Square Chapel, Halifax – 25 September
On 25 September the tour visits The Square Chapel in Halifax. The line up consists of John Burnside, who is one of only three poets to have won both the T S Eliot and Forward Prize for the same book, Black Cat Bone, in 2011. The Asylum Dance (2000) and The Light Trap (2001) were also both shortlisted for the Eliot Prize. Also reading will be Christopher Reid, whose collection A Scattering, was shortlisted for the Eliot Prize in 2009; Fiona Sampson, whose collections Common Prayer and Rough Music were shortlisted for the Eliot Prize in 2007 and 2010 respectively. They are joined by Zaffar Kunial, who placed third in the National Poetry Competition in 2011 and is currently working on his first collection.
Tickets are available now, priced at £12/£10 from 01422 349 422 or squarechapel.co.uk
For more information on the Tour, see our websites.
John Burnside’s ‘A Game of Marbles’
The things I love
I bury in the woods
to keep them safe.
the cherry-red and gold,
the touch of her
on my skin.
gives me silks
and Calla flowers,
I win a princess
and a devil’s eye
and bury them alive
while she is
The earth turns cold,
and my fingers brush the dead,
over the trees
a blue moon
sails through the sky.
I dig through leaf and mould,
I dig through bone,
slivers of glass
and ashes in the rain
the woods are like
that, when I think of it,
I think of her:
the oxblood of her mouth,
her silver tongue,
milk on her fingers,
the hurry of pain
in her eyes
from Black Cat Bone (Jonathan Cape, 2011)
From Christopher Reid’s Six Bad Poets (Part 1)
Jonathan Wilderness, a young poet on the make,
is sharing instant coffee and a joint
with his friend Baz, a self-employed criminal.
‘Plans?’ he says. ‘Sure, I’ve got plans. You won’t catch me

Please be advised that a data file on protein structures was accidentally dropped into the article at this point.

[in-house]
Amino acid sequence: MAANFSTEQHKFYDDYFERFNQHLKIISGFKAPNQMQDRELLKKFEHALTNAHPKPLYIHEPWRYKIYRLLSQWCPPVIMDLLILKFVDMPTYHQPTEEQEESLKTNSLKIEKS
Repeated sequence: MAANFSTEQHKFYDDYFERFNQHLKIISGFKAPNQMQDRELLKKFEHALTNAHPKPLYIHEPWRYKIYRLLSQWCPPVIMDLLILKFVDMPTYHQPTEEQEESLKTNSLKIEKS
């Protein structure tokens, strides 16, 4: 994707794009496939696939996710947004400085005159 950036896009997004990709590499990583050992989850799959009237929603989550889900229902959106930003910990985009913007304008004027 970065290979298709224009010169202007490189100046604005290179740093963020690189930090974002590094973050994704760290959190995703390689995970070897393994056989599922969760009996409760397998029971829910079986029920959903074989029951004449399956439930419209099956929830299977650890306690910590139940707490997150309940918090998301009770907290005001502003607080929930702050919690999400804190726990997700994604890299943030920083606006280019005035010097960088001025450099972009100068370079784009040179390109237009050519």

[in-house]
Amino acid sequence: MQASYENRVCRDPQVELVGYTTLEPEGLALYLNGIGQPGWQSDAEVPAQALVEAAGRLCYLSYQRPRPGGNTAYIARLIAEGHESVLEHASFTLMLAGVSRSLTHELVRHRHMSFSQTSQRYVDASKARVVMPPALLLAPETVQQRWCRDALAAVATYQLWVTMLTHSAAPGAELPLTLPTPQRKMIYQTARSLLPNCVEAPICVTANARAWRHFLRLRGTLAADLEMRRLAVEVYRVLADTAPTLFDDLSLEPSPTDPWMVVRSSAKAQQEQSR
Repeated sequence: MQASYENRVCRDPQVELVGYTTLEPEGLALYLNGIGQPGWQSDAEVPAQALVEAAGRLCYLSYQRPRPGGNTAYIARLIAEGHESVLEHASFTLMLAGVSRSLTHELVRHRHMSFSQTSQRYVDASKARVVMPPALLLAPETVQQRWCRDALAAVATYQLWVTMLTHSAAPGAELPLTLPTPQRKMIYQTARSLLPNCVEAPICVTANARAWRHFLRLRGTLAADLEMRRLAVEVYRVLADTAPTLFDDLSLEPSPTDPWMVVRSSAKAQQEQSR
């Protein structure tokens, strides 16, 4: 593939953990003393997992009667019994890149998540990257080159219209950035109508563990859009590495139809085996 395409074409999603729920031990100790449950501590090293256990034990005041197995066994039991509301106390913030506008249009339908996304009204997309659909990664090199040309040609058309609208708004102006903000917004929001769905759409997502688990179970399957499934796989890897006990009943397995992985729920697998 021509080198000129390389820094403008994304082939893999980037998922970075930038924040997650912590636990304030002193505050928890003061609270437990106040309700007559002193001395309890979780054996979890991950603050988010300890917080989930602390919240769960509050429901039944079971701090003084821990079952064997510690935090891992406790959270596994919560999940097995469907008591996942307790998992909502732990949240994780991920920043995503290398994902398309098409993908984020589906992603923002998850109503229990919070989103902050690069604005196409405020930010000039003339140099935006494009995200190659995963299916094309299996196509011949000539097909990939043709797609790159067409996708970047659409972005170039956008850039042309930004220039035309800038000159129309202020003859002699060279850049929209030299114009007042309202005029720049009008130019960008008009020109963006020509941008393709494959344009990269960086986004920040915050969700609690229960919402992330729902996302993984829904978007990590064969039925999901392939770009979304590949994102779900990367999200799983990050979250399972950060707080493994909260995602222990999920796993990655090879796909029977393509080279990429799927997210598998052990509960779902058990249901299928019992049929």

wasting my youth and beauty here.’ With disgust,
he surveys the kitchen where they’re sitting.
Distinctly foppish in this squalid setting,
where everything wears a tinge of grinme and murk –
hard to say which is more heavily greased,
frying-pan or floor – he adds: ‘No, I shan’t
be more than a fortnight. End of May,
at the latest.’ With a long and exquisite fingernail,
he picks at a scab of ketchup, all but annealed
to the table-top. ‘That’s for certain.
Then I’m off and away and you won’t see me
for stardust.’ ‘Yeah,’ Baz says, with a smirk;
‘but the plan?’ Jonathan keeps at his urgent,
fastidious work on the crimson crust
for a while, apparently too engrossed
to answer, till: ‘Nothing’s final,
you understand, but I’ve got this ancient,
clapped-out poet in my sights: a sitting
duck, you might say; fat, juicy, smack
in my line of fire – and just begging to have me
write his biography. Or so he will when he meets me.
Our paths haven’t, as yet, actually crossed.
But when they do, there’ll be plenty of much
to rummage around in. Vintage quality. Vinyl.
A whole cart of bad apples, ready for upsetting.
Of course, I’ll need a good, unscrupulous agent.’
A rangy girl strolls in, naked and nonchalant.
Jonathan frowns at her: ‘Oh, Mimi,
must you?’ Baz finds this fairly exciting,
but Jonathan’s underjoyed: ‘Not when we have a guest.
If you can’t be arsed to put your clothes on, I’ll…’
She yawns, turns about, and leaves, making no remark.
from Six Bad Poets (Faber, 2013)
Fiona Sampson’s ‘Envoi’
What we hope for
is a time to come
when we’ll look back on these afternoons
coined with leaf-shadow and rain
as if to a beautiful exception,
in gaze or touch –
the sudden rightness of a room,
blood-clot cherries in a blue bowl
and hogweed frothing at the window –
what it meant to live this way,
finding perfume from things we dream of
in the grain of a table,
the dust that shifts on the summer sill.
from Rough Music (Carcanet, 2010)
Zaffar Kunial’s ‘Hill Speak’
There is no dictionary for my father’s language.
His dialect, for a start, is difficult to name.
Even this taxi driver, who talks it, lacks the knowledge.
Some say it’s Pahari – ‘hill speak’ –
others, Potwari, or Pahari-Potwari –
too earthy and scriptless to find a home in books.
This mountain speech is a low language. Ours. “No good.
You should learn speak Urdu.” I’m getting the runaround.
Whatever it is, this talk, going back, did once have a script:
Landa, in the reign of the Buddhists.
… So was Dad’s speech some kind of Dogri?